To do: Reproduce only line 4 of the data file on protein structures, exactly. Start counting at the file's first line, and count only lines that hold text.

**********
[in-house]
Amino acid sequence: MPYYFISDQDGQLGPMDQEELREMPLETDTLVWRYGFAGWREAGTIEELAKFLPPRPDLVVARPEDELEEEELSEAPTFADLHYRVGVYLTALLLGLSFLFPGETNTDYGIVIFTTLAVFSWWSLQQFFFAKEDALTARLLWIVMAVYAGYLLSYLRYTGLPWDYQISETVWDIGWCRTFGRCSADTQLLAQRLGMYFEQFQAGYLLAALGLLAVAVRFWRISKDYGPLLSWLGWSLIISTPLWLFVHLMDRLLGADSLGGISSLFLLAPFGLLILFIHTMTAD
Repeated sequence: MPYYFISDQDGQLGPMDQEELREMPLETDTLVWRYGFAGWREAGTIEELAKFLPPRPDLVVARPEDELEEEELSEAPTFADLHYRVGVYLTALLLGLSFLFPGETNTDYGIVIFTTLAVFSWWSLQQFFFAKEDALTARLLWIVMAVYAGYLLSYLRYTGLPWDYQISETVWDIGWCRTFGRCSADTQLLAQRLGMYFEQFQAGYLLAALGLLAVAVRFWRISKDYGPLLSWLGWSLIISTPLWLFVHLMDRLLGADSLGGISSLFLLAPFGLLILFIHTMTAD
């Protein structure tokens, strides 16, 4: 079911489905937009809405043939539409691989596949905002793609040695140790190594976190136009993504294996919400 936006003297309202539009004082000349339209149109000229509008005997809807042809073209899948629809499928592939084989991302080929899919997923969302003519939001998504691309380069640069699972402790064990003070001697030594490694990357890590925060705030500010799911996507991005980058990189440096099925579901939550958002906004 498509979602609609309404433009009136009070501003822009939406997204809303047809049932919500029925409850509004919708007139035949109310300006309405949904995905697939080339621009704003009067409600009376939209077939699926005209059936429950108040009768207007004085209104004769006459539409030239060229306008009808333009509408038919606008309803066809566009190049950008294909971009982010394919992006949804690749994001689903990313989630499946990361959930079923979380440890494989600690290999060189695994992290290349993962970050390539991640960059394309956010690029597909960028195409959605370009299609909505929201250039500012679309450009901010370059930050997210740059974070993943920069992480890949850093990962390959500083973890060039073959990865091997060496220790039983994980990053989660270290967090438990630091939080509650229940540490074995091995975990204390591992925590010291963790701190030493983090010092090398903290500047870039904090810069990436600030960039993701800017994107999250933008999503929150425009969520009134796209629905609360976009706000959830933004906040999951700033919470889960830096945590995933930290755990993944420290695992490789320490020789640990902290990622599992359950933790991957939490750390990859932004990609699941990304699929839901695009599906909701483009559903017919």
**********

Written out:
């Protein structure tokens, strides 16, 4: 079911489905937009809405043939539409691989596949905002793609040695140790190594976190136009993504294996919400 936006003297309202539009004082000349339209149109000229509008005997809807042809073209899948629809499928592939084989991302080929899919997923969302003519939001998504691309380069640069699972402790064990003070001697030594490694990357890590925060705030500010799911996507991005980058990189440096099925579901939550958002906004 498509979602609609309404433009009136009070501003822009939406997204809303047809049932919500029925409850509004919708007139035949109310300006309405949904995905697939080339621009704003009067409600009376939209077939699926005209059936429950108040009768207007004085209104004769006459539409030239060229306008009808333009509408038919606008309803066809566009190049950008294909971009982010394919992006949804690749994001689903990313989630499946990361959930079923979380440890494989600690290999060189695994992290290349993962970050390539991640960059394309956010690029597909960028195409959605370009299609909505929201250039500012679309450009901010370059930050997210740059974070993943920069992480890949850093990962390959500083973890060039073959990865091997060496220790039983994980990053989660270290967090438990630091939080509650229940540490074995091995975990204390591992925590010291963790701190030493983090010092090398903290500047870039904090810069990436600030960039993701800017994107999250933008999503929150425009969520009134796209629905609360976009706000959830933004906040999951700033919470889960830096945590995933930290755990993944420290695992490789320490020789640990902290990622599992359950933790991957939490750390990859932004990609699941990304699929839901695009599906909701483009559903017919």